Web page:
Trucks ready for the road in Canada

Published Aug. 28, 2013 1:00 a.m. ET

For the first time ever, the NASCAR Camping World Truck Series will leave the U.S. borders and travel north to Canadian Tire Motorsports Park.

The series has competed 16 times at four previous road courses – Topeka, Sonoma, Portland and Watkins Glen – with 10 different drivers finding victory lane. The last time the truckers traversed a road course was at Watkins Glen in 2000.

The 2.5-mile, 10-turn, high-speed circuit, formerly known as Mosport Raceway, opened the gates for the first time in 1961. The facility has hosted USAC, IndyCar, SCCA, GRAND-AM and Formula One. CTMP will be the 50th track to host the NCWTS since the series began in 1995.

Labor Day weekend is always an extremely busy racing weekend. ARCA is in Du Quoin, Ill., the Sprint Cup and Nationwide Series cars are in Atlanta, and IndyCar races in Baltimore.
With all of this activity, it appears the normal group of road-course “ringers” will not be a part of this inaugural Truck Series event. If we dissect the entry list, there are, however, quite a few names that stand out as potential winners.

The only former Truck Series road course winner entered in the event is Ron Hornaday. The four-time series champ has 11 top-10 finishes and three wins on his resume on the road courses.
The driver of the No. 9 truck has posted six top-10 finishes this season, but sits 115 points behind series leader Matt Crafton. No driver other than Hornaday has raced in the Camping World Truck Series on a road course.

Max Papis may be the most recognizable name on the roster. The mad Italian has nearly 100 NASCAR starts, and has posted four top-five finishes in the Nationwide Series with a career best of second at Montreal in 2010. He has spent the last two seasons helping Austin and Ty Dillon learn the art of turning right and left. With three Champ Car victories and having competed in hundreds of different race cars, he may have the experience it takes to get his first stock-car victory.

The No. 6 truck returns to action with the Truck Series debut of driver Mike Skeen. It is very possible you have never heard of Skeen before, but he could be a dark horse for this event.


Skeen claimed the pole position and won the last four consecutive races in the Pirelli World Challenge GT Series at Canadian Tire Motorsport Park. He currently drives the Hawk Performance Corvette in World Challenge, and has captured multiple wins. He also has victories in the SCCA Pro Racing Trans Am Series.

To me, the early favorite is Miguel Paludo. The Brazilian-born racer started in go-karts at age 14, and moved trough regional touring cars on his way up to the Porsche GT3 Cup, where he captured the championship in 2008 and 2009. His career best finish came recently at Pocono, and I have seen the chemistry building between him and 12-time race-winning crew chief Jeff Hensley. The No. 32 team has posted top-10s in five of the last seven events, including two top-five finishes.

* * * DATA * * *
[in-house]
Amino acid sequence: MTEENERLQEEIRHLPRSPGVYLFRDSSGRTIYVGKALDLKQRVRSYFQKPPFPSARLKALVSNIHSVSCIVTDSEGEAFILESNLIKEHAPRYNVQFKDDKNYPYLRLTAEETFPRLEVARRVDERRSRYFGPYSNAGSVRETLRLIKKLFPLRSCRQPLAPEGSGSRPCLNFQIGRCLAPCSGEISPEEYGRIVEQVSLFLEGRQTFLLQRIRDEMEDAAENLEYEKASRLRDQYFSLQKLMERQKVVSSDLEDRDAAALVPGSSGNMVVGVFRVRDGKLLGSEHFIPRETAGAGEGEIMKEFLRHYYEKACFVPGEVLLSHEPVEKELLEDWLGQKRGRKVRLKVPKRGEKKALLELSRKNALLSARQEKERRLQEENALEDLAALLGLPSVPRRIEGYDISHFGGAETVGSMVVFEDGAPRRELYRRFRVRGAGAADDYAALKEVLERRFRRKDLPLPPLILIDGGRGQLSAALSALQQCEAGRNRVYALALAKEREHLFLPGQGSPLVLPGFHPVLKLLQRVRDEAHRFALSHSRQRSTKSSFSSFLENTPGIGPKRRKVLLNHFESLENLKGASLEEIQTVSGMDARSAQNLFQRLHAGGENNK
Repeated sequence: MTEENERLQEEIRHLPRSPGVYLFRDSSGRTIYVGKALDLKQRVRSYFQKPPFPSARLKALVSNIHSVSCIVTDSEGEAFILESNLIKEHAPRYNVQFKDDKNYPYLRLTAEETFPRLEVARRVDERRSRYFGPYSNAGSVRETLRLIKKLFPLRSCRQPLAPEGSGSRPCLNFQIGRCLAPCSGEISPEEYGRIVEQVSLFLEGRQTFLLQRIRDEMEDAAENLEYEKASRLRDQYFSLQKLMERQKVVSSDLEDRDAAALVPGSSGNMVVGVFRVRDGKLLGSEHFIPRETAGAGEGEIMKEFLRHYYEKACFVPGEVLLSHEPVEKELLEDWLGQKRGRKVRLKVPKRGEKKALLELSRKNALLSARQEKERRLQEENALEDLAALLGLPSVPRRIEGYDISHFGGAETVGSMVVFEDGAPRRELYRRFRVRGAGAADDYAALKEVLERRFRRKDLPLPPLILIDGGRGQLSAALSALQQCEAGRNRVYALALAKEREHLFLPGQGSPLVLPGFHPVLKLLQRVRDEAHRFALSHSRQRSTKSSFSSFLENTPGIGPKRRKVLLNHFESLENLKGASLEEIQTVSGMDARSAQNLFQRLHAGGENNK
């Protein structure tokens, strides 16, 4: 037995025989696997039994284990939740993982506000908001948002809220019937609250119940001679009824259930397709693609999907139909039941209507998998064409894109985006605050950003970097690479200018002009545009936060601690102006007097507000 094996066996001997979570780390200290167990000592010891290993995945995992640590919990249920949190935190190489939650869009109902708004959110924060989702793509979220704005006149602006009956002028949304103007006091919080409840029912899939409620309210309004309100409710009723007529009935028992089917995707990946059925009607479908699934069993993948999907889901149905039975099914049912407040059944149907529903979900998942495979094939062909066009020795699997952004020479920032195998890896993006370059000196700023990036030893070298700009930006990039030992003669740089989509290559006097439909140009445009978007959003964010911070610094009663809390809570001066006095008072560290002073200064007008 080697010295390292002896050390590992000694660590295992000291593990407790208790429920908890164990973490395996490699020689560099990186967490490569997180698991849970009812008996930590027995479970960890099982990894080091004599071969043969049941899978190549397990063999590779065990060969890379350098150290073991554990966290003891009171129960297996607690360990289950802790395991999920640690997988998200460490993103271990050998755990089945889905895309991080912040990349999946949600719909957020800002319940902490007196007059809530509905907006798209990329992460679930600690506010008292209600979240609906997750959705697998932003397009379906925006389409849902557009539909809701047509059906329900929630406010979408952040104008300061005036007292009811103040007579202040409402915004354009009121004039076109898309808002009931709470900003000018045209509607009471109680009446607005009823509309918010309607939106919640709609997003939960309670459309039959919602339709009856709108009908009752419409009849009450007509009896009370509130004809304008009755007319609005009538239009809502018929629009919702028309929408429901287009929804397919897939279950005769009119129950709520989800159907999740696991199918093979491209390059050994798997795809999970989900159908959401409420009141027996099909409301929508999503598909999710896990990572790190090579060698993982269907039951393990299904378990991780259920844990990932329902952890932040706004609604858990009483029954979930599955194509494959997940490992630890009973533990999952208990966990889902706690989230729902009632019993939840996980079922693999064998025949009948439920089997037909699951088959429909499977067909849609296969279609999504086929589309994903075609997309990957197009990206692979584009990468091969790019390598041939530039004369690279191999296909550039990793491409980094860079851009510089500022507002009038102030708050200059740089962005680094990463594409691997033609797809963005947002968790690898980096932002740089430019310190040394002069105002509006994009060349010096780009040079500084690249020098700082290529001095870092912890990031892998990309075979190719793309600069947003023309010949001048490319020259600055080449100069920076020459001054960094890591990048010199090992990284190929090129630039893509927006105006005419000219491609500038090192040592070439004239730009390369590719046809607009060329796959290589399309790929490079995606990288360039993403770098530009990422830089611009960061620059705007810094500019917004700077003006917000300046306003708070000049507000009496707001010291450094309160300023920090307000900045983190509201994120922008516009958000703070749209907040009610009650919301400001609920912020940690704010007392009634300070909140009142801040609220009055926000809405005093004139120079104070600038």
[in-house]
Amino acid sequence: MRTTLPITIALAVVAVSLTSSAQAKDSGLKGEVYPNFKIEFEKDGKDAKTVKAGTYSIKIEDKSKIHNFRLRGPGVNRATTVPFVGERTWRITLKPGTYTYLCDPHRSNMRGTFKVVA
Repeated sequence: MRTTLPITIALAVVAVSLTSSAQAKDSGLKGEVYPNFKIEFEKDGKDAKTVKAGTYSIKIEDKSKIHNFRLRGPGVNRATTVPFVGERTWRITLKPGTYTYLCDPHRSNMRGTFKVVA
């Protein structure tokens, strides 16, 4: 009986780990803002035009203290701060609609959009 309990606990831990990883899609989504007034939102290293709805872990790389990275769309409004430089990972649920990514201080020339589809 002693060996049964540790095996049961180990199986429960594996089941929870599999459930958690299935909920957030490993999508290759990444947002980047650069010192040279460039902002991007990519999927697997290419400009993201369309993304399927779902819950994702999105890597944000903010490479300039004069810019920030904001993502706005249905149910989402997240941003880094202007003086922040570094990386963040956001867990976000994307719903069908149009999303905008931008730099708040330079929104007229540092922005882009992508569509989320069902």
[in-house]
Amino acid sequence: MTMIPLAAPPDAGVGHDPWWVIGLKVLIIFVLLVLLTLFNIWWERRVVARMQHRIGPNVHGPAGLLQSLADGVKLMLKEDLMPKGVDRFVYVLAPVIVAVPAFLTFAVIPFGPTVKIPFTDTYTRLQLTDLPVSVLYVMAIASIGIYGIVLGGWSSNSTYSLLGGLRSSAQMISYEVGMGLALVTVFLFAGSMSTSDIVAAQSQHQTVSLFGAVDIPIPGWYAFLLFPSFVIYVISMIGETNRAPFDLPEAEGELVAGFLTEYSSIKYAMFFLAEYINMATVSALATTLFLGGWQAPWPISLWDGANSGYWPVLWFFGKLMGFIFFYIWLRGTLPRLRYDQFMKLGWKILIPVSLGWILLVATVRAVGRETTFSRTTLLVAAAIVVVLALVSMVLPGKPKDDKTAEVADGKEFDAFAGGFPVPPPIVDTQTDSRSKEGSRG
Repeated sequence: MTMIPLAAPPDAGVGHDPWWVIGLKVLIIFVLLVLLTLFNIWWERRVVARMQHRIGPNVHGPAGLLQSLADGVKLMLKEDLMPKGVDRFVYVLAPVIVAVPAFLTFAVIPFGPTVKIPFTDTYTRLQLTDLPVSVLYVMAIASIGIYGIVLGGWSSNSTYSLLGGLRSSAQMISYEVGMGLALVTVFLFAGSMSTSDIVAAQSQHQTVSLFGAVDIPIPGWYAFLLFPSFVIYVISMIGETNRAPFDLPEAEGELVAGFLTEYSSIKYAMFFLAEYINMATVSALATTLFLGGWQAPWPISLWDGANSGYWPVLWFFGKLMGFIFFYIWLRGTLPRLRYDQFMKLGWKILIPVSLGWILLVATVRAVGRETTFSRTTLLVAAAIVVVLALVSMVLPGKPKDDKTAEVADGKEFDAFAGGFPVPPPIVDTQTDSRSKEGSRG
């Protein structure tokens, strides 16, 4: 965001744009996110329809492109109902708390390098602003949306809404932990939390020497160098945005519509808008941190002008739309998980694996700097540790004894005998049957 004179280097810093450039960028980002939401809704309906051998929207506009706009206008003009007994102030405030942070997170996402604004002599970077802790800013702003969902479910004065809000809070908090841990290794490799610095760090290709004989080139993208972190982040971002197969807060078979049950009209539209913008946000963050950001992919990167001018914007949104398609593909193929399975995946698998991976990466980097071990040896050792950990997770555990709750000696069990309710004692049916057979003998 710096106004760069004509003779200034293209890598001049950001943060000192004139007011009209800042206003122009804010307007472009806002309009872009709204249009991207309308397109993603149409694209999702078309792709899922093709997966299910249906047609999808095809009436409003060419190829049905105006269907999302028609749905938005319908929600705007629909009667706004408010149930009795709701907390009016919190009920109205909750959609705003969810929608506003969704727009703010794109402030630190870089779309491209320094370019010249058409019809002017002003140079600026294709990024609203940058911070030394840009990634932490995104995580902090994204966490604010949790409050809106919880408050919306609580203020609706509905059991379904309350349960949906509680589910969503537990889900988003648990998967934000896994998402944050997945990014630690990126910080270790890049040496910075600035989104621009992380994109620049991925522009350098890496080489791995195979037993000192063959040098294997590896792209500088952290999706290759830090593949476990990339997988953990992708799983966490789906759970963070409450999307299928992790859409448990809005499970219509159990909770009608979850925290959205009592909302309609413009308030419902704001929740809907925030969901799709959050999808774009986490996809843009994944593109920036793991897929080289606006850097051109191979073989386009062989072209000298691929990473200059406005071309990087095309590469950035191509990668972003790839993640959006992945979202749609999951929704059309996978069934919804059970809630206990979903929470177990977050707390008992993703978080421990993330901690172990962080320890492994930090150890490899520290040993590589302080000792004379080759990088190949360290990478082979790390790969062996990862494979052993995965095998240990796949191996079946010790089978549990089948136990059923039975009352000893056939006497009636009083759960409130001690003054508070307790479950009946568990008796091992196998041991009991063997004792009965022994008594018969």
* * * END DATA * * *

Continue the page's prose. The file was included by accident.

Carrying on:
Looking over the remaining entries, most of the other drivers have no road-course experience or some in other forms of racing – just not stock cars. I will be very interested to watch Ty Dillon, Chase Elliott and James Buescher.

To me, the quality of a driver’s equipment may make a big difference in this race. The layout of this facility will test engines and brakes to the Nth degree. If the less-experienced drivers in the highest quality vehicles can stay on the asphalt, they very well could beat the more experienced racers!

My real surprise was the absence of DJ Kennington, Andrew Ranger, J.R. Fitzpatrick and Jacques Villeneuve. These are top name road-course racers with rich Canadian history. I was equally surprised that Ron Fellows (a two-time Truck Series winner on road courses) did not enter. It may be a good thing for the show that he did not!

This event is an expensive proposition for the teams.

Many teams built brand new equipment. They need high-dollar braking systems. The course requires five to six spotters, as opposed to the normal one or two. They pay a fee for every radio in the hauler and they pay an extra fee to dismount all the tires purchased from Goodyear. Many of the teams will have abbreviated pit crews — partially because of cost, partially because some crew members are not eligible for entry into the country, and partially because everyone is racing somewhere else that weekend. It will be interesting to see if that factor plays any role in the outcome of the race.

There will more than likely be a first-time road-course winner (if Hornaday does not win), and could very well be a first-time series winner (Paludo, Skeen, Papis, Guenette, Hackenbracht, Quiroga, Elliott)!

After a 13-year hiatus, the trucks go road racing. For the first time ever, they compete internationally. Will this event be a wild card in the championship points race??? Tune in to FOX Sports 1 Sunday at 1:30 p.m. ET to find out. 


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